Their star pupil, Mystic River author Dennis Lehane, will rekindle his own South Florida connection. "I've known Mitchell [Kaplan] from Books & Books forever," Lehane recalls. "He got me on a panel at the Book Fair when my first book came out. I think like four people showed up, but it meant a lot to me."
It's a safe bet the crowd will be larger this time around. Critics have lauded Lehane's newest novel, The Given Day, a departure from his grimy Patrick Kenze thrillers in its re-creation of a riotous 1919 Boston police strike. And Lehane's audience has exploded since movies made from his novels Gone Baby Gone and Mystic River, directed by Ben Affleck and Clint Eastwood, respectively, garnered several Oscar nods and a win for Best Picture. "I keep saying this, but there's no connection whatsoever between the films and my writing. I never give it a thought, not even a fleeting thought," Lehane says. "When I'm writing, it's between me and one reader. My job is to connect with this imaginary reader, seduce them almost into listening to what I'm trying to tell them."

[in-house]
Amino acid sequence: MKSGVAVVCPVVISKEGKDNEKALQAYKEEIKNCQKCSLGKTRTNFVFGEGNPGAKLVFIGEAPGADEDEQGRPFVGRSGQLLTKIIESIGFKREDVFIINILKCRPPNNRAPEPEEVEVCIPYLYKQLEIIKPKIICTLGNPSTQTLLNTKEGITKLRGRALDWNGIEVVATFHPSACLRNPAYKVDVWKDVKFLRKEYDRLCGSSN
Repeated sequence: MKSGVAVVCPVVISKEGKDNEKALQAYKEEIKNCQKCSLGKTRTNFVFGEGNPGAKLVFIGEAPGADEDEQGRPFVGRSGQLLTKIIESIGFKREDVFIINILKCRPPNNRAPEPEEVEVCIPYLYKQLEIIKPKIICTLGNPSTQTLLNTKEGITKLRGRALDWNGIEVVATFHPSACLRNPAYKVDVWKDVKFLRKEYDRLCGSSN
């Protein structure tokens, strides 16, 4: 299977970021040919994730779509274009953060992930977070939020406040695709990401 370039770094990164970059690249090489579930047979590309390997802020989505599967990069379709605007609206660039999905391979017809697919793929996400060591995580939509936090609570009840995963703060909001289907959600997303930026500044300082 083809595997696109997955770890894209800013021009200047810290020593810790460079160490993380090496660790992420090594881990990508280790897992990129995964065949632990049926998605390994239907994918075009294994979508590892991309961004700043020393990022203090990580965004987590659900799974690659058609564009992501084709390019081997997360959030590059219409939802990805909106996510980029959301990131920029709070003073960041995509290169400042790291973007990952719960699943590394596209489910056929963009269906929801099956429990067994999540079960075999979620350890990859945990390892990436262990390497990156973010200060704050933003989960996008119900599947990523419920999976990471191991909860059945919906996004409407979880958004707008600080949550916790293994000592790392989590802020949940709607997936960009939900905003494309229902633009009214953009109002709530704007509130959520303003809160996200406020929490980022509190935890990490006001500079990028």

The Miami Book Fair International kicks off Nov. 8 at the Arsht Center, with performances by the Florida Grand Opera, the Unity on the Bay choir, the New World School of the Arts symphony orchestra, Ballet Gamonet, Momentum Dance Company, Actors Playhouse, and GableStage. For free tickets to the inaugural ceremony call 305-949-6722, or visit arshtcenter.org. The street book fair continues through Nov. 16. Check out miamibookfair.com.
The writer can't quite believe how well Hollywood has treated his work. Martin Scorsese is now directing another of Lehane's books, Shutter Island, and is said to have Leonardo DiCaprio lined up for the starring role. "I didn't tell anyone about Scorsese," he says. "When the announcement came out, one of the first emails I got was from a good buddy of mine, another writer who's going through the whole Hollywood thing. I opened it and all it said was: FUCK YOU. I mean, what else do you say when the reality is this amazing?"